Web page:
Auto Anthro: Dale Earnhardt and the myth of the American West
Jack Swansey holds a degree in anthropology with a focus on car culture, and he is the world’s leading ethnographic authority (by default, if you must know) on NASCAR fandom. His love of the automobile fuels him to discover what cars mean to the people who own, drive, and love them. Read more Auto Anthro here. —EW
In the pantheon of NASCAR greats, Junior Johnson was “The Last American Hero.” Richard Petty became “The King.” Then there’s seven-time Cup Series champion Dale Earnhardt, whose 76 wins nevertheless do not place “The Intimidator” in the top five all-time. Still, somehow, the favorite son of Kannapolis, North Carolina transcended mere success in the sport. For an entire generation he was NASCAR’s villain, tragic hero, and patron saint, all wrapped into one.
The son of renowned dirt-tracker Ralph Earnhardt, Dale scrimped together just nine Winston Cup starts between 1975 and 1978 before earning a golden opportunity with car owner Rod Osterlund in 1979. He won at Bristol Motor Speedway en route to Rookie of the Year. In 1980, he won his first Winston Cup championship. In 1981, he first joined Richard Childress Racing to drive car No. 3. It was just the beginning.
As an oval-track anthropologist and NASCAR fan, I can’t help but probe the origins of The Intimidator’s mythos. How did this identity come to be? Was it his accomplishments? His personality? Something bigger?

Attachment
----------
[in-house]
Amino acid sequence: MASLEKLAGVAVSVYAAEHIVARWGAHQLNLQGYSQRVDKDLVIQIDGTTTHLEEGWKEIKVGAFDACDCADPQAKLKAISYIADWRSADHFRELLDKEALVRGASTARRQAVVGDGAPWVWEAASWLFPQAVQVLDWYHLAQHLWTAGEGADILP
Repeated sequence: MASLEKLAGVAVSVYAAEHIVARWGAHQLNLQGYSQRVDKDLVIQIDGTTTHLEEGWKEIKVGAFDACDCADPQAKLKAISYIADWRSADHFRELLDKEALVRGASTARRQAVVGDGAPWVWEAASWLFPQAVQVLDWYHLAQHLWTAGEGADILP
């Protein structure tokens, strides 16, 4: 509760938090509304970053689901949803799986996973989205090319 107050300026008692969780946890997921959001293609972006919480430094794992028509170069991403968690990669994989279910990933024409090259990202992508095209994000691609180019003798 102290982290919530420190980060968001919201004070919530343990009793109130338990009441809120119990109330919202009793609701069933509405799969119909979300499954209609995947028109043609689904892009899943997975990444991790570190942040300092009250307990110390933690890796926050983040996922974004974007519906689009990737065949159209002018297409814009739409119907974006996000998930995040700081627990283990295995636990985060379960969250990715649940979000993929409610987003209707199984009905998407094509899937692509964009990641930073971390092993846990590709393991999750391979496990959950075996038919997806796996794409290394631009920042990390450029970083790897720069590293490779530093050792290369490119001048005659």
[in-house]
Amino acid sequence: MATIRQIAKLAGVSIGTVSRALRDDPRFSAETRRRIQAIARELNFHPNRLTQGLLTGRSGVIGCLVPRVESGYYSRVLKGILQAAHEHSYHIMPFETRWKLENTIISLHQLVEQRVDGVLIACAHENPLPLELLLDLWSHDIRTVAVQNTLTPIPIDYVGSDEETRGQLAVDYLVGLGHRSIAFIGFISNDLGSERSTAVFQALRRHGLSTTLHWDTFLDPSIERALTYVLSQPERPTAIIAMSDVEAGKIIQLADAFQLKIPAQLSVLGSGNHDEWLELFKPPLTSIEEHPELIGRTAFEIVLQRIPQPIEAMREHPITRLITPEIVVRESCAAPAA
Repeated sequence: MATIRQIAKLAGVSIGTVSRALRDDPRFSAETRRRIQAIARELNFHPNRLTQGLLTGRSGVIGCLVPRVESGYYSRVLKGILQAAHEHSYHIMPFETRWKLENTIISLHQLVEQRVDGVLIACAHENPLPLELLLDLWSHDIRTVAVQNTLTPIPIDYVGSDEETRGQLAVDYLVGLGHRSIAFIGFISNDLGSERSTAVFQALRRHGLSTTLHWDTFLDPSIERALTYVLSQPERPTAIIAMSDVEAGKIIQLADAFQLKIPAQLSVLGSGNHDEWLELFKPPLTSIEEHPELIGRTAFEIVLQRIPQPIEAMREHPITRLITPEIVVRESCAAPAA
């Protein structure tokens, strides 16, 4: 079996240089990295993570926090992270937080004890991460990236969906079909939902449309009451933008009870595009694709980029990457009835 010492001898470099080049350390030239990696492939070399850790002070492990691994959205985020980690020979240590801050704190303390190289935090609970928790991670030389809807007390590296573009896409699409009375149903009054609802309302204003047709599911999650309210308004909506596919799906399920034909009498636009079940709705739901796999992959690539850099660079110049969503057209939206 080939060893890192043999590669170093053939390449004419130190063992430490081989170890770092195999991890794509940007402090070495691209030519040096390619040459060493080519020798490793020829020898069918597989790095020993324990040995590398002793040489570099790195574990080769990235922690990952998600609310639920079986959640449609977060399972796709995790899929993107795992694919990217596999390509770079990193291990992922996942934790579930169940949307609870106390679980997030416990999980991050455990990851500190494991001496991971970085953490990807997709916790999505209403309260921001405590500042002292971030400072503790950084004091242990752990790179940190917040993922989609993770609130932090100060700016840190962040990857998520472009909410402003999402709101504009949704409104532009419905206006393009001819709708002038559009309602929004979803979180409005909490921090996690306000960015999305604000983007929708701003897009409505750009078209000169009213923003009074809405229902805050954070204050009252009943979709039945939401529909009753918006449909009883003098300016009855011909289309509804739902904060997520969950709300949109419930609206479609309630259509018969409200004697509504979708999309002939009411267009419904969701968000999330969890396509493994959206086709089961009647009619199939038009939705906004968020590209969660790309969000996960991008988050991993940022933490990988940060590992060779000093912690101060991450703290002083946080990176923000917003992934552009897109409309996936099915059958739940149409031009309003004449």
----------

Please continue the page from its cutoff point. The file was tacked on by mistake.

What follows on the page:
Before we delve into these questions, we first have to talk about cowboys.
The heroes of NASCAR, like those of any other culture, reflect its values. And no genre was as important to early American popular entertainment than the Western.
Even before John Ford ever picked up a camera, cowboy pulp novels captured the imaginations of millions of Americans. Scholar Richard Slotkin suggests that these stories are about a symbolic frontier as much as a literal one, setting heroes of Americana between the oppressive safety of East Coast society and the unforgiving Wild West.
In these stories, when settlements pushing further westward are threatened, the hero—your Henry Fonda, Gary Cooper, or John Wayne type—must “regress” to the primal violence of the untamed West to ensure that “civilization” can survive and thrive. These aren’t accurate retellings of history. Native American characters in particular are reduced to faceless, threatening representations of the West and its resistance to control.